Thursday, October 25, 2012

No Bluffing!

We spend a day shopping, doing laundry and getting the oil in our truck changed in the town of Durango, Colorado which is in the southwest corner of the state only a few miles from the New Mexico border (New Mexico the state, not Mexico the country).  To get to Durango from the Great Sand Dunes National Park, we take highway 160 west, which winds us through the San Juan National Forest.  There is a scenic overlook at a series of steep switchbacks, and we stop for a view of the aspens in full fall colour and the valley below.  What an unbelievable sight this is.  In the Great Sand Dunes National Park, the aspens are finished for the season, having peaked almost two weeks ago.  Here they are late, perhaps because we are at a lower elevation.  I would never tire of seeing these brilliant trees.  Farewell Colorful Colorado!
Colourful Colorado!  The aspens are in full colour in the San Juan Mountains
From Colorado, we head south into New Mexico, but after an hour of driving change our minds and decide to go to southern Utah instead where we know the elevation is much lower (for my migraines because the interesting parts of Northern New Mexico are still in the Rocky Mountains).  Our route from Durango, CO takes us in a semi-circle, south to New Mexico, then west to Arizona and north again to Utah, but it is a nice drive just the same and only a few hours.  We have been to southern Utah twice and loved it both times.  Our original plan is to go to Gooseneck State Park, a cliff which overlooks the San Juan River where it meanders through a canyon, but we detour slightly into the town of Bluff for fuel first.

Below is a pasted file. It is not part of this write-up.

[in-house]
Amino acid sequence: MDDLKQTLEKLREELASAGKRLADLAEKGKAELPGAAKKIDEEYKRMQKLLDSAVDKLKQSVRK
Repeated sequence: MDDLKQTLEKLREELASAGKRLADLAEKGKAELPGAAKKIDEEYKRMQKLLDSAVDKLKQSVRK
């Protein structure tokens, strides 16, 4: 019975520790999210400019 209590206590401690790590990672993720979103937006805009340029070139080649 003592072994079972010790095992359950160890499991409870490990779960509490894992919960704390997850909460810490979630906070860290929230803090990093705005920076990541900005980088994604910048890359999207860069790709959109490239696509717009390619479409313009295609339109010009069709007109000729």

We spot a Visitors Center and decide to drop in.  This turns out to be the best Visitor/Tourist Information Center we have ever been in.  The woman staffing the center tells us about some great hikes just off the highway a few miles outside of town, but she also gets us to watch a 20 minute film about the settlement of the town of Bluff.  In 1880, Mormon settlers from Cedar City, Utah were "called" by their church to establish a colony on uncharted land southeast of the Colorado River.  There were previously two routes to this area, one to the south into Arizona, and one circling to the north.  Both routes were considered much too long, and the settlers attempted a new, more direct route due east through the then established towns of Panguitch and Escalante.  The video, which our host stopped periodically to narrate being a descendant of these Mormon settlers, depicted how the settlers built roads in the rock crevice big enough to fit their wagons through.  At one location, referred to as "Hole in the Rock", they literally created a narrow trough that descended into the canyon below; this pass now lies beneath Lake Powell because of dams.  A blind team of horses had to make the first two trips down because the other horses would not make the steep descent; but these horses finally followed the blind team!

Their hardships were many - food supplies, weather and the brutal landscape which ranges from slippery clay when wet to hard rock with deep crevices and steep canyons and gullies.  Finally, after six months (!!!) they reached their destination of land situated between the San Juan River and a high bluff; hence the name of the town, Bluff.  Two hundred and fifty settlers made the journey and not one person died during the journey; in fact two babies were born.  The average age of the group was 18 years old!  The livestock and the people were exhausted; although some returned to Cedar City and others continued further on.  It is an amazing tale made all the more special by our host who knew many personal stories of the strife that beset these brave adventurers.